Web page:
The Grand Rapids Development and TIF Plan was first established in 1980 and has experienced 15 updates, most recently in 2007. The current proposed update (PDF) will align the plan with GR Forward, the community vision and investment strategy adopted in December 2015 by the Grand Rapids City Commission as an amendment to the City’s Master Plan.
Key Proposed Changes
In addition to basic city building and place management activities, the Plan update proposes four targeted boundary expansions to enable the DDA to more actively advance the recommendations and goals of GR Forward. More specifically:
- Boundary expansion along the Grand River would permit the DDA to consider partnering in riverfront trail building and other activities that restore the river as the central amenity in the urban core.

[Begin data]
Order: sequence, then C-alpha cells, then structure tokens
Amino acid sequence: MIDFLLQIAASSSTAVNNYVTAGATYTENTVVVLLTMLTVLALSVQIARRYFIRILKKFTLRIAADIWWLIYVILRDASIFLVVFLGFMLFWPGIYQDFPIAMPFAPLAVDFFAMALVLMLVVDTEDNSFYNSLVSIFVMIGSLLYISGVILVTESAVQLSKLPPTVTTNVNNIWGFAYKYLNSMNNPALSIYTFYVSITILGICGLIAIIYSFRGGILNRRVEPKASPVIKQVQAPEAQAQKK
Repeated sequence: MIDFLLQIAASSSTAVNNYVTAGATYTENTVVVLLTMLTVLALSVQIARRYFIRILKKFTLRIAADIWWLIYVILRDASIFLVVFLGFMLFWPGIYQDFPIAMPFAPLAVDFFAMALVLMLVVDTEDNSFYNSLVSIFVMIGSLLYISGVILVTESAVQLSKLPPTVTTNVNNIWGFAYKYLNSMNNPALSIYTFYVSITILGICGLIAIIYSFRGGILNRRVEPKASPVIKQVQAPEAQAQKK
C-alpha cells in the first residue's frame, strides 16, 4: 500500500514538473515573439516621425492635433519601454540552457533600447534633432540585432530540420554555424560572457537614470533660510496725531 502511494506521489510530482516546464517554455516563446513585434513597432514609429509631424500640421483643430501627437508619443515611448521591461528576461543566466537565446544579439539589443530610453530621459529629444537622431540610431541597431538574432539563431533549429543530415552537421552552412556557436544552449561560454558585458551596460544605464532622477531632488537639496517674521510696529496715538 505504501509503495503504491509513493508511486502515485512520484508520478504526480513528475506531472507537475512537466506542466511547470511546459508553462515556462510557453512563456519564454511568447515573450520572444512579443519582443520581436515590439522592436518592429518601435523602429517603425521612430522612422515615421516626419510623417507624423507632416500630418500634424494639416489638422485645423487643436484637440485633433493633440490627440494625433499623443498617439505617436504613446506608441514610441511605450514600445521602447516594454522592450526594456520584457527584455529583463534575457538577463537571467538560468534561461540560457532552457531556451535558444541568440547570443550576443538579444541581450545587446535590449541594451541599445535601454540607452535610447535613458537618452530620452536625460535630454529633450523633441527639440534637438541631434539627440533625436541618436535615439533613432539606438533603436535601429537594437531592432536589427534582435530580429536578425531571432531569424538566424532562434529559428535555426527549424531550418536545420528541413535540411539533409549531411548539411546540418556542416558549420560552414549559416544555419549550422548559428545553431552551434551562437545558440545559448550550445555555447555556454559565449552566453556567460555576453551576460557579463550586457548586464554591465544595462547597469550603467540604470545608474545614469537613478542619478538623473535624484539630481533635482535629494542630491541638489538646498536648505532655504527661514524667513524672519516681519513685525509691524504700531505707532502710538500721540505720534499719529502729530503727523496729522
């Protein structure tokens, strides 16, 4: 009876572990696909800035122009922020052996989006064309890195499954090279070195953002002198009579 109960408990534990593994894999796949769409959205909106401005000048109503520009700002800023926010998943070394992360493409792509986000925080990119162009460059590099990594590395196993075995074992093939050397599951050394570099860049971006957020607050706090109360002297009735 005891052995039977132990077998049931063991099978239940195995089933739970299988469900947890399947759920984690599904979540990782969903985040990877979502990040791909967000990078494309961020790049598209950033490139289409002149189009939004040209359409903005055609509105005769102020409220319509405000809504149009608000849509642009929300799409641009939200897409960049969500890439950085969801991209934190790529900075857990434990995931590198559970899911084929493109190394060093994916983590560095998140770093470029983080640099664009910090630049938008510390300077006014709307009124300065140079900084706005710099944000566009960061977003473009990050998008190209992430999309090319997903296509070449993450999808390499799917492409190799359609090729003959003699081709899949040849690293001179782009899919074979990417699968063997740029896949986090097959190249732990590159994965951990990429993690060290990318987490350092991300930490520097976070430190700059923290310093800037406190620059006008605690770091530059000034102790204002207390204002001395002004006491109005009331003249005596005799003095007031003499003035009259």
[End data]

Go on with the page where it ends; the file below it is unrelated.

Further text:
- Boundary expansion to the north would permit the DDA to consider partnering in the development of a linear park on Ionia Avenue and Switchback Park on the western face of Belknap Hill.
- Boundary expansion to the west would permit the DDA to consider partnering in the development of Interchange Park under 131 and the Ford Freeway.
- Boundary expansion to the south would permit the DDA to consider partnering in redevelopment adjacent to the Downtown Market.
The Plan update affirms the DDA’s commitment to building a more diverse and welcoming Downtown. The Plan, for example, allows the DDA to support efforts that foster more racially and ethnically diverse business ownership. The proposal, for the first time, also expressly enables the DDA to prioritize investment in affordable housing to deliver a wider range of residential choices for people with different needs and budgets.